47% of European businesses would expand business in China

Updated: 2016-06-07 18:54

By Chen Yingqun(chinadaily.com.cn)

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47% of European businesses would expand business in China

Representatives from European countries attends the 10th European Union-China Business and Technology Cooperation Fair. [Photo by Hu Qing/ chindaily.com.cn]

About 47 percent of European businesses would expand business in China this year, and a clear majority would likely increase their investment if they see China's reforms in many sectors to be better implemented, says a survey released on June 7.

"Despite slowing and L-shaped growth, China's economy could be powered, for another two or three decades, on high-quality expansion by measures including further pruning overcapacity, supply side transformation and strengthening innovation," said Roland Berger CEO Charles-Édouard Bouée.

"Addressing these tasks and the challenges highlighted by the Business Confidence Survey will ensure both that all of this growth ultimately takes place. And that European businesses are able to make a major contribution towards attaining it," he says.

The European Chamber, in cooperation with Roland Berger, today, released its annual Business Confidence Survey 2016, which says that 41 percent of European companies are now re-evaluating their China operations and planning to cut costs through head count reduction. While 56 percent of respondents report that doing business in China has become more difficult, a five-point increase from 2015, 70 percent of respondents do not feel more welcome in China than they did 10 years ago, and 72 percent European companies' willing to invest in R&D in China , dropped from 85 percent in2015.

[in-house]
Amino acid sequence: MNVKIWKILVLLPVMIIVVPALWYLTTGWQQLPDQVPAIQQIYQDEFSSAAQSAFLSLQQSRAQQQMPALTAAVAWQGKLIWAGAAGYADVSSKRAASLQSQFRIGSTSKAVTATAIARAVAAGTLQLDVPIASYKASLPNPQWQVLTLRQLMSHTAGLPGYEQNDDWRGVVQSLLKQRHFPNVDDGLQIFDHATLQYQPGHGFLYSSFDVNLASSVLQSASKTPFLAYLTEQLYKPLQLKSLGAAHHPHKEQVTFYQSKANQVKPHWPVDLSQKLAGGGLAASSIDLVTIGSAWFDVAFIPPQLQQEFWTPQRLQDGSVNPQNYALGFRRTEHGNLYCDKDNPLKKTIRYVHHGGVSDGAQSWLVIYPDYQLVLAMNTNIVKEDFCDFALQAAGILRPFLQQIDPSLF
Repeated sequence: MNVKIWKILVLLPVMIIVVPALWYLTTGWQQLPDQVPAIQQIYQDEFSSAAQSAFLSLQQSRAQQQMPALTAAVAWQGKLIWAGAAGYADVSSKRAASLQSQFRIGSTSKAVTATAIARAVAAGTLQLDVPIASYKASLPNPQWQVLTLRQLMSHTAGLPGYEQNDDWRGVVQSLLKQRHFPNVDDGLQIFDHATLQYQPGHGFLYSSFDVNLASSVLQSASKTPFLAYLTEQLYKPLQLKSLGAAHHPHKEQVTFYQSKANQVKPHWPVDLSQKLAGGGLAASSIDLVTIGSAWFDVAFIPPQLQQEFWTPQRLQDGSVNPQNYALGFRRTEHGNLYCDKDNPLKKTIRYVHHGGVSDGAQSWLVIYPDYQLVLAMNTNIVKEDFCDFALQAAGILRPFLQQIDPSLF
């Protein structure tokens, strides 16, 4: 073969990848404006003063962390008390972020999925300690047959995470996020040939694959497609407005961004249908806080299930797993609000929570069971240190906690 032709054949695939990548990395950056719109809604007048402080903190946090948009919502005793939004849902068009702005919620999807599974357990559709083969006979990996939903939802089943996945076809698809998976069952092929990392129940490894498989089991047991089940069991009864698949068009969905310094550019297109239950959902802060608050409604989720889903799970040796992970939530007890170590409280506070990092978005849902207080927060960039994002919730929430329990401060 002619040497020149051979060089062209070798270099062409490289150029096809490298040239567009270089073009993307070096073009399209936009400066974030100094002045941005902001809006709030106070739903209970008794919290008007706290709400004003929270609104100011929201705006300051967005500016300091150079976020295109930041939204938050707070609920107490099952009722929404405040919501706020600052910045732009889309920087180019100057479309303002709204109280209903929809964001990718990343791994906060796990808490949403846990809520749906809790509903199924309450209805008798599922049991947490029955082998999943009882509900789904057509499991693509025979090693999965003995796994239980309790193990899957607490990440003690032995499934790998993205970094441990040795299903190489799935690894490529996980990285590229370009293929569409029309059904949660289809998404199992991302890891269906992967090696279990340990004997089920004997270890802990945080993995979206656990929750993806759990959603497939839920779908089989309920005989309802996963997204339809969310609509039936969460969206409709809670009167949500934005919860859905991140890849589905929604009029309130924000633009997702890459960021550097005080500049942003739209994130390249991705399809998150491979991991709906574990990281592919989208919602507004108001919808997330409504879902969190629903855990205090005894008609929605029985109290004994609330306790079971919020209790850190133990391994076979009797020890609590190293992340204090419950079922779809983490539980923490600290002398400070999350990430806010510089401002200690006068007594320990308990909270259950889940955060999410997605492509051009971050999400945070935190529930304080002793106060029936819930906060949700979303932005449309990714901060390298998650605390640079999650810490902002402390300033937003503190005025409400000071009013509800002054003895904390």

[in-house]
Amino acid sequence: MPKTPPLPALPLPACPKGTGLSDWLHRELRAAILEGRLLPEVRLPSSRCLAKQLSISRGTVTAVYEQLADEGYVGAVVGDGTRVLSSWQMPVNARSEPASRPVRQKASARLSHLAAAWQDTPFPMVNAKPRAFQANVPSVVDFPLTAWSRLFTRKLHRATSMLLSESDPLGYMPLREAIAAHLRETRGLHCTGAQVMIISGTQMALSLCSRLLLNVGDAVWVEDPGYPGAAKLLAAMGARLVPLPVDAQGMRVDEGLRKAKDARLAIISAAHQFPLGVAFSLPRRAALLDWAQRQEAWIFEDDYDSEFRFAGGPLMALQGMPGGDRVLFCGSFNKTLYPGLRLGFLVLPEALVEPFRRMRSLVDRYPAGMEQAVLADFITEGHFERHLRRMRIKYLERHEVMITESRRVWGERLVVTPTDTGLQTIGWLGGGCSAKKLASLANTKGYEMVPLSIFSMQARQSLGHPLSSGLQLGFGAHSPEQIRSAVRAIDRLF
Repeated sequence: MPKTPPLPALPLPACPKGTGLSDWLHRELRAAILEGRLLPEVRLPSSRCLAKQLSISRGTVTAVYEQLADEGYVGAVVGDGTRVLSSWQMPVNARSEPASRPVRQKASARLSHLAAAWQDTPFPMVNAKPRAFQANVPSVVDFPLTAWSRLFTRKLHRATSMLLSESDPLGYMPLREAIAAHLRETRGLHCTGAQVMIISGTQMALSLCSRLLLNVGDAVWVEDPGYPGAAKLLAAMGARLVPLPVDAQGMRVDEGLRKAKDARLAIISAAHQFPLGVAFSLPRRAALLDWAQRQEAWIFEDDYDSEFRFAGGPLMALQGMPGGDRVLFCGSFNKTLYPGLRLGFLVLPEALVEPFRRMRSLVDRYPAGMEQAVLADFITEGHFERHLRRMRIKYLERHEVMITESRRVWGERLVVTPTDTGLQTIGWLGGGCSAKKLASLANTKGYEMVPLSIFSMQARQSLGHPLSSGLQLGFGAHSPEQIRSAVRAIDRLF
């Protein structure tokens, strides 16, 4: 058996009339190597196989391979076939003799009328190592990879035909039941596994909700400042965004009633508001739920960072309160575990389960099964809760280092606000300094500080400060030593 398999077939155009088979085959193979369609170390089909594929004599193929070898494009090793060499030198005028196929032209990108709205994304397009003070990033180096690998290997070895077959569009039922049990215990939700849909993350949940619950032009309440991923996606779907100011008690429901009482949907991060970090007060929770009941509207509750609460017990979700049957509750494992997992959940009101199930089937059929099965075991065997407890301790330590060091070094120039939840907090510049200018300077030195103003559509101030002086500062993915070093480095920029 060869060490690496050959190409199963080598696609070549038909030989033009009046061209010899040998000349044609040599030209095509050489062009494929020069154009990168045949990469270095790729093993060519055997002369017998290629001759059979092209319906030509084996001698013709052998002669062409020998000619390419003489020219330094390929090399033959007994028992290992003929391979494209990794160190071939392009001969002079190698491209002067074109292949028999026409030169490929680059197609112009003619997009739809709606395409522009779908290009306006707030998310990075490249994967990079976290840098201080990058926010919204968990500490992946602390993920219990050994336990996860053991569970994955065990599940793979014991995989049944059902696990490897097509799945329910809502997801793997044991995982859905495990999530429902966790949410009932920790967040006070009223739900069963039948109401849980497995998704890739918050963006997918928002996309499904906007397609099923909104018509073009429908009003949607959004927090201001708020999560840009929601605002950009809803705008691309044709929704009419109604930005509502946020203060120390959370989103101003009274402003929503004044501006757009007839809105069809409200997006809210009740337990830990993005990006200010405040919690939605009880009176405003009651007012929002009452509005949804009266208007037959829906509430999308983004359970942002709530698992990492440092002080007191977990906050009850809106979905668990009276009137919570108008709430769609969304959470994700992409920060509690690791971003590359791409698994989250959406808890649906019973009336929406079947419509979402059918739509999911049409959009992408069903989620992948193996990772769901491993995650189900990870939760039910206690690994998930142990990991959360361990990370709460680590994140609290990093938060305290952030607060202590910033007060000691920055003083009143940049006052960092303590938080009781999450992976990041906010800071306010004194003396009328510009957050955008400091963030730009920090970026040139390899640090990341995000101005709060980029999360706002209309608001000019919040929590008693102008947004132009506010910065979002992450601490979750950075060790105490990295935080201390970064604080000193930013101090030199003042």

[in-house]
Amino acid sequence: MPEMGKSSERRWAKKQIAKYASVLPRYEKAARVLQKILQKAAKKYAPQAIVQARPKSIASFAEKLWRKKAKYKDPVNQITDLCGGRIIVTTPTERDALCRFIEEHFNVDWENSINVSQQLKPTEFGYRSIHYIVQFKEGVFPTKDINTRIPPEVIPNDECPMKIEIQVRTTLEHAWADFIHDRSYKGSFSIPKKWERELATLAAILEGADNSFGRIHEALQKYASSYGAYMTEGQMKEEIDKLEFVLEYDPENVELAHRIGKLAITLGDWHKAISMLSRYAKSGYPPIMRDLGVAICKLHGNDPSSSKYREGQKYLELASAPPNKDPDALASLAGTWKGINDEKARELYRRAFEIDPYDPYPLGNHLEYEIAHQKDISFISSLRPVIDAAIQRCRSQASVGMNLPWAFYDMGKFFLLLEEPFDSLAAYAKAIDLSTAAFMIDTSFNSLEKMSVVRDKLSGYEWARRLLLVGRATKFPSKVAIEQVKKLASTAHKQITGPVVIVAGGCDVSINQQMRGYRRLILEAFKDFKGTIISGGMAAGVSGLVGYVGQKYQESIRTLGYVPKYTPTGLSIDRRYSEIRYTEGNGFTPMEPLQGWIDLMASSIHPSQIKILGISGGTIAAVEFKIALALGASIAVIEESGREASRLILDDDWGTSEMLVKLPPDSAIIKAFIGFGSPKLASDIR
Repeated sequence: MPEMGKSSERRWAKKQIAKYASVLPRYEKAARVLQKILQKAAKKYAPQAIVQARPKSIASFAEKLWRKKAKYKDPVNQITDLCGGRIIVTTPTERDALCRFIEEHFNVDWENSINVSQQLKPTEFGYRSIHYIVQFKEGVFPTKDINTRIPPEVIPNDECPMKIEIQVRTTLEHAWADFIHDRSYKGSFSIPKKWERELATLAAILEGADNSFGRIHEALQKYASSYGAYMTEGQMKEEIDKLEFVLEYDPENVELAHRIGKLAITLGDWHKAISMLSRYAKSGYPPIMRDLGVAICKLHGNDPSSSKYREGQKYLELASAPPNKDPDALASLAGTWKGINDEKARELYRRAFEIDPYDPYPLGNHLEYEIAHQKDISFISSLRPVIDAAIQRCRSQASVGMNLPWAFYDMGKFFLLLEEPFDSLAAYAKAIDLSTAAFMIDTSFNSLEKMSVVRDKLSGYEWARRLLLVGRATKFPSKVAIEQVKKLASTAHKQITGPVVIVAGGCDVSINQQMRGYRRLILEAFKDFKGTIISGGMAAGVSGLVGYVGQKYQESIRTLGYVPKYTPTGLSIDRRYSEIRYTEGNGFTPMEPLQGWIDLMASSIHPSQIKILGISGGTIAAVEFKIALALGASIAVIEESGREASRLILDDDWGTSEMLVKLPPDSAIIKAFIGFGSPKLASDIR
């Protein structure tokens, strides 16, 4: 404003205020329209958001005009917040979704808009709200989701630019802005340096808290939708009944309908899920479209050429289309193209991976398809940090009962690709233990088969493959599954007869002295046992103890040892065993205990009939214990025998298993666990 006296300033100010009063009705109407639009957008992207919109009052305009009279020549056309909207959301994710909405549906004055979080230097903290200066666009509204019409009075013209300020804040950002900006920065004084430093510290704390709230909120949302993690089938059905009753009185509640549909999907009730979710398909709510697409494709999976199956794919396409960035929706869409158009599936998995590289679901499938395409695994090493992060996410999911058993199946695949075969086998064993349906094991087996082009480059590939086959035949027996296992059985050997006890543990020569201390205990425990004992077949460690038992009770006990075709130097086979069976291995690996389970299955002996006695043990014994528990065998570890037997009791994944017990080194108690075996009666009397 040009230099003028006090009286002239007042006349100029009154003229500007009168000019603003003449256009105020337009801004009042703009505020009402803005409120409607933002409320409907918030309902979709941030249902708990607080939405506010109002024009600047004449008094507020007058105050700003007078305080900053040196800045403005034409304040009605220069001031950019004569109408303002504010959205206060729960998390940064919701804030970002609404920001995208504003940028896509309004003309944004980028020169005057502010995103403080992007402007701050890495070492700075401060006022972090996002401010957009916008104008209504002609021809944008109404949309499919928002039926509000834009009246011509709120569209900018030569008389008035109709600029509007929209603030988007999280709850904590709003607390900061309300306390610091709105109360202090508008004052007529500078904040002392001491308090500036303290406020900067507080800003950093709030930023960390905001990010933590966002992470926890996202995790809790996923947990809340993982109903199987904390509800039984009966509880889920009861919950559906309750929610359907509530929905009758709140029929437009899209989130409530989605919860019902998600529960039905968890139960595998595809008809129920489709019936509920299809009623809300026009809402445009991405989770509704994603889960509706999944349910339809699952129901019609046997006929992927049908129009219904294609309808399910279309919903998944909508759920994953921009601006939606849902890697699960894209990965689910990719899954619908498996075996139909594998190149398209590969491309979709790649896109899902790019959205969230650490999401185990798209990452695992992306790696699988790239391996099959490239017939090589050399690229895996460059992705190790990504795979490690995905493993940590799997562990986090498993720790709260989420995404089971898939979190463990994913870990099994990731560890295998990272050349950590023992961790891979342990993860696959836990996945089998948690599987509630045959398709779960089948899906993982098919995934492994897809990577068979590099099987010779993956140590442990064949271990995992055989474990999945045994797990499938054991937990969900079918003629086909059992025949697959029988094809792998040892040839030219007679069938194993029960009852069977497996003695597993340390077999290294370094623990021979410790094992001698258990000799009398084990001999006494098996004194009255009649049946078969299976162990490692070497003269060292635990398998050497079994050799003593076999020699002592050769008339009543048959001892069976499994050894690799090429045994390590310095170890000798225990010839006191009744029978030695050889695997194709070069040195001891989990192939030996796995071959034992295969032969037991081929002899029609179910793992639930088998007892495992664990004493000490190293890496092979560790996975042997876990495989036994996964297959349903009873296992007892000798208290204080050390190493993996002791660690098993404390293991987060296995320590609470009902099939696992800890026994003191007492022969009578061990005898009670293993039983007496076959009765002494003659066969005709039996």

China has vowed to provide a more open and competitive market for foreign companies. However, the reports says European companies still think China's progress in reforms is not fast enough, which triggers some pessimism among them.

Xu Hongcai, director of the economic research department at the China Center for International Economic Exchanges says that China is undergoing an economic slowdown and an economic transformation.

"It is also tackling the problems of overcapacity, so European companies might need time to adapt to this situation, but they should see China is speeding up the process of reform and opening up," says Hu.

Moreover, Hu says there are still huge opportunities in China for Western companies.

"The key is for them to do more field researches in different regions and industries of China to find out the specific demands in different regions and industries and find opportunities for themselves. For example, in China's urbanization process and the development of green industries, Europe's technology, capital and management experiences are all greatly needed."

European Chamber President Joerg Wuttke says that the China-EU bilateral investment treaty, which is still undergoing negotiations, would be integral to improving the business environment and reducing market access barriers.

"European companies now need a road map. This will give them with the confidence they need to commit more to China's future development in these economically challenging times," Wuttke said.

The survey was based on response from 506 European companies in China, of which half of them are small and medium-sized companies.

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